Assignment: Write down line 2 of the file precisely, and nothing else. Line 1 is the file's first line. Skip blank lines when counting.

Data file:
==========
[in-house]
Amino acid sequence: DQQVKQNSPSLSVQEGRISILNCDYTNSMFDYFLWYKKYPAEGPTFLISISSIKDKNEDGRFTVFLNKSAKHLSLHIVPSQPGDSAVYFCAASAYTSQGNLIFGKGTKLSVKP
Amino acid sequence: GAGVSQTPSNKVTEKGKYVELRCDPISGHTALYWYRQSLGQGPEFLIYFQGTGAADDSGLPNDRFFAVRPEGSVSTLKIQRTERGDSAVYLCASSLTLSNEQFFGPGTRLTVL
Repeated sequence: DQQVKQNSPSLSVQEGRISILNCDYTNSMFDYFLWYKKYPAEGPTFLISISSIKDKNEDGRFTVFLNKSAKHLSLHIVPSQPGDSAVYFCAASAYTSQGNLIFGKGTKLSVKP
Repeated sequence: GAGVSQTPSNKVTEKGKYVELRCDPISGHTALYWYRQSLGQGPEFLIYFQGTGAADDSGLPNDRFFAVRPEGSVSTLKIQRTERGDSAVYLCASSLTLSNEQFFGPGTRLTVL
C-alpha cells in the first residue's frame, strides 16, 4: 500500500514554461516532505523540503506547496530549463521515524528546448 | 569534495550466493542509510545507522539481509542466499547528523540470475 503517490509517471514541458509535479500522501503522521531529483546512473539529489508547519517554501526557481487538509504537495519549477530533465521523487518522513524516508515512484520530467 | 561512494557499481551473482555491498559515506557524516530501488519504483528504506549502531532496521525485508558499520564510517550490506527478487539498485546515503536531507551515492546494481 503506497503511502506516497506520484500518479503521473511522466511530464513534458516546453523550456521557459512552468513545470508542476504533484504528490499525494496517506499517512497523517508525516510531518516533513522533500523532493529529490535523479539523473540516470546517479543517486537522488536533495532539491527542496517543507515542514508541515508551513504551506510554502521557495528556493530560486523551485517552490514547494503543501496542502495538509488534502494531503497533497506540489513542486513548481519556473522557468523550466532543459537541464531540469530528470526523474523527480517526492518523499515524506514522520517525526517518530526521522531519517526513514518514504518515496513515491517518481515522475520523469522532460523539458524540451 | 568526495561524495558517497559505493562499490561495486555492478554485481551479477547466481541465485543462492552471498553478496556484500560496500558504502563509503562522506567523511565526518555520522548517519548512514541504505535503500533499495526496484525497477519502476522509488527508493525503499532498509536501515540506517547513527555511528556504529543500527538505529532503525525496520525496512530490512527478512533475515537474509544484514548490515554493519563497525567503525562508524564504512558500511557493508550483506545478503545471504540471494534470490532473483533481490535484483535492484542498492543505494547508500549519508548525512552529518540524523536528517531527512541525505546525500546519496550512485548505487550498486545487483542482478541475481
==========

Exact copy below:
Amino acid sequence: DQQVKQNSPSLSVQEGRISILNCDYTNSMFDYFLWYKKYPAEGPTFLISISSIKDKNEDGRFTVFLNKSAKHLSLHIVPSQPGDSAVYFCAASAYTSQGNLIFGKGTKLSVKP